The Gut Microbiome and Diet in Psychiatry: Focus on Depression

Sarah Dash; Gerard Clarke; Michael Berk; Felice N. Jacka


Curr Opin Psychiatry. 2015;28(1):1-6. 

In This Article

Diet and Mental Health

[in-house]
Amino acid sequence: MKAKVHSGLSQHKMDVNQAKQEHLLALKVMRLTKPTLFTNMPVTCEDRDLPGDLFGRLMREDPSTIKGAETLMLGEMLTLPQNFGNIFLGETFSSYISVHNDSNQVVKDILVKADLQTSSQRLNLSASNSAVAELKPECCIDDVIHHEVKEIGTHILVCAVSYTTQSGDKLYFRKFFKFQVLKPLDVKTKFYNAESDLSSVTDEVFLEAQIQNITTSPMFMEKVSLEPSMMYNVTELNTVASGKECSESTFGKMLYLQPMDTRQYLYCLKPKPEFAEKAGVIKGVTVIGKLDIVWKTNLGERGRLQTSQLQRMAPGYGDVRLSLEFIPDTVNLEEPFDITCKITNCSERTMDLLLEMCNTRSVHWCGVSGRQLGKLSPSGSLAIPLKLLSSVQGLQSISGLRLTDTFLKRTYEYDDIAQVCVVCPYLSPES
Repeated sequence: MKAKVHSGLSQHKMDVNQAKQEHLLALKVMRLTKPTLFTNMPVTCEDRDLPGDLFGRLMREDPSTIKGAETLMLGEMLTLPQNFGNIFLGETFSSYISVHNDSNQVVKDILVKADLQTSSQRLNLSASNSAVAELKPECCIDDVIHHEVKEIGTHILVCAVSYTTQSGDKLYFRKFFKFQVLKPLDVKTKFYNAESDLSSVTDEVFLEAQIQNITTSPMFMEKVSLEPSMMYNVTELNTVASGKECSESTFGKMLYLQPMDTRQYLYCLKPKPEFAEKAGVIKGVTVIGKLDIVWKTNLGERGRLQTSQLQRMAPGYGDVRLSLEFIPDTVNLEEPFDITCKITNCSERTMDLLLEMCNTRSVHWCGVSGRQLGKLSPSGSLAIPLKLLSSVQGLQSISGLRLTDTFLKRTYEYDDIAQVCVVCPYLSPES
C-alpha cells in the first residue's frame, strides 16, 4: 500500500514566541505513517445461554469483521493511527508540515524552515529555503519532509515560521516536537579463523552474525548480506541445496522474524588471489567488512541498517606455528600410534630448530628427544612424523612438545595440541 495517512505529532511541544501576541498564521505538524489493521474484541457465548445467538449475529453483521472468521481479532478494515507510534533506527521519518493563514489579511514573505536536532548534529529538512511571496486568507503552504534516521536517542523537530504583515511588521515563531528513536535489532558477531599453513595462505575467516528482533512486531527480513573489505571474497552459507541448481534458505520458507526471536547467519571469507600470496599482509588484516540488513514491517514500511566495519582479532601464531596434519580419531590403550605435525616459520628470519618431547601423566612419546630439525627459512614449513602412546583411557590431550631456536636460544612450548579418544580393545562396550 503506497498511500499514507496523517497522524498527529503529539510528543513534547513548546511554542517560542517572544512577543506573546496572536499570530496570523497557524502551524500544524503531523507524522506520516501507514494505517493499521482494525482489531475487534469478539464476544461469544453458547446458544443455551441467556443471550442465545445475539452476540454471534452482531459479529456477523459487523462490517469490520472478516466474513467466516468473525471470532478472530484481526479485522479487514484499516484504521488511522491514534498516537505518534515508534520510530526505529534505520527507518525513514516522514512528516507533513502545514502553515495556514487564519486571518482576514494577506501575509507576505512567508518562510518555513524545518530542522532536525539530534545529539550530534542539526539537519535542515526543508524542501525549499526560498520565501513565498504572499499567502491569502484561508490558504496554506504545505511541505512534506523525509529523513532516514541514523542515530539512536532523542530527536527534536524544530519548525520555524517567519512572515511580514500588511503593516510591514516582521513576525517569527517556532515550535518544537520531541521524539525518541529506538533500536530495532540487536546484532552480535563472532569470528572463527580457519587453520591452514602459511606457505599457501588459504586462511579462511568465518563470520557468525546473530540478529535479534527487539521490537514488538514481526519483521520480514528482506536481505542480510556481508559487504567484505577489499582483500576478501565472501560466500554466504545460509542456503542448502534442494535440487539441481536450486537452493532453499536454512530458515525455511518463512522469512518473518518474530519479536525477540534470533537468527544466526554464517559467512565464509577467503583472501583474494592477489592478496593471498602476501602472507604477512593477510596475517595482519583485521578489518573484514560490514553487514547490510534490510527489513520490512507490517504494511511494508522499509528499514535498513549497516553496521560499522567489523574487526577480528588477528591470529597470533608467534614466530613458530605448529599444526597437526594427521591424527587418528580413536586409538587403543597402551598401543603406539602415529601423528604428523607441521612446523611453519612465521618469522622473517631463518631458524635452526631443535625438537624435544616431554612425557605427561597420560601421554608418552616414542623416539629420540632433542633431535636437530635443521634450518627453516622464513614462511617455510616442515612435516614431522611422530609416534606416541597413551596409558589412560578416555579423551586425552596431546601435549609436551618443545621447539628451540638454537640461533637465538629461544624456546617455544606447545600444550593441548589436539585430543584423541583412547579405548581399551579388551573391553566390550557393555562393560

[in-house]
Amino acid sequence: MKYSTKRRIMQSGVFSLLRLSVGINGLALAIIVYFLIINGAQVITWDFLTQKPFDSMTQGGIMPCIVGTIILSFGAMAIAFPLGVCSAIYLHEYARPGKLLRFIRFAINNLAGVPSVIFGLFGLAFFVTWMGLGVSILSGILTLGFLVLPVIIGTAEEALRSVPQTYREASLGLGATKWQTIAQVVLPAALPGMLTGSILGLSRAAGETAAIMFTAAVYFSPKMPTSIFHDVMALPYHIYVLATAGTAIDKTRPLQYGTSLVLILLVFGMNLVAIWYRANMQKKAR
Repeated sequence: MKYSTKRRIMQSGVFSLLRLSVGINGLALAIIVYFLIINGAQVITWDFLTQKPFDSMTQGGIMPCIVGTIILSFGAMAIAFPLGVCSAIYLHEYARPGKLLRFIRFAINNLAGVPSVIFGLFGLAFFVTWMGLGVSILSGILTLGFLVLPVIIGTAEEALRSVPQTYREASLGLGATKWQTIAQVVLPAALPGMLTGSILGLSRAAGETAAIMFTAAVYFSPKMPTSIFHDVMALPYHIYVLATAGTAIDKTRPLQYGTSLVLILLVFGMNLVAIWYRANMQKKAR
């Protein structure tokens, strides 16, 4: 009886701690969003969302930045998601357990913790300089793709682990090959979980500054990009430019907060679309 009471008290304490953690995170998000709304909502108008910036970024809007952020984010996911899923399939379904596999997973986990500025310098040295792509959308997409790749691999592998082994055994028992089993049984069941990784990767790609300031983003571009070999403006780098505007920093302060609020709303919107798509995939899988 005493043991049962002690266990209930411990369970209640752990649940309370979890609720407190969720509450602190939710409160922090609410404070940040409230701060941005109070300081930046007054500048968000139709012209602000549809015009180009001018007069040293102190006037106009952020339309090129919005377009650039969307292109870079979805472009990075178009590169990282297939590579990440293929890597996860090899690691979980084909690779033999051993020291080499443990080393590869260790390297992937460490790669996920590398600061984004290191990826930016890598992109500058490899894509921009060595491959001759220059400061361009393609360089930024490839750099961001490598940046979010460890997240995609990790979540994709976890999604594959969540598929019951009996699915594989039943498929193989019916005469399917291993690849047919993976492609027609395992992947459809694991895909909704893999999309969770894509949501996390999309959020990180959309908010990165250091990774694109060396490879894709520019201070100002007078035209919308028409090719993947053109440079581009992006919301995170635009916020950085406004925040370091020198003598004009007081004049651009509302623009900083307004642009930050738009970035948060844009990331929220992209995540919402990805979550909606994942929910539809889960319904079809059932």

There have been a rapidly increasing number of observational studies documenting cross-sectional and prospective associations between habitual diet quality and the prevalence of risk for depression. These associations have been consistently observed in adults, adolescents and children across a multitude of different countries and cultures.[24] A recent systematic review and meta-analysis, including results from 13 observational studies, concluded that a healthy diet is significantly associated with a reduced odds for depression [odds ratio (OR) 0.84; 95% confidence interval (95% CI) 0.76–0.92; P < 0.001].[25] Similarly, a meta-analysis of 22 studies investigating the protective effects of adherence to a Mediterranean-style diet on brain diseases demonstrated that higher adherence was associated with a reduced risk for depression (relative risk 0.68, 95% CI 0.54–0.86), as well as cognitive decline.[7] Moreover, increased consumption of unhealthy, sugar and fat-rich foods is related to an increased risk of psychological symptomatology in children and adolescents.[8] Of particular note are results from two new, large, cohort studies suggesting an independent role for early life nutritional exposures in influencing the mental health of offspring.[26,27] These observational studies are supported by two recent trials that indicate the efficacy of dietary improvement as a strategy for the prevention of depression.[28,29] Although this field is still evolving, treatment trials are currently underway.[30] The focus is now turning to the explication of biological pathways that may mediate this now-established association, foremost being the gut microbiota.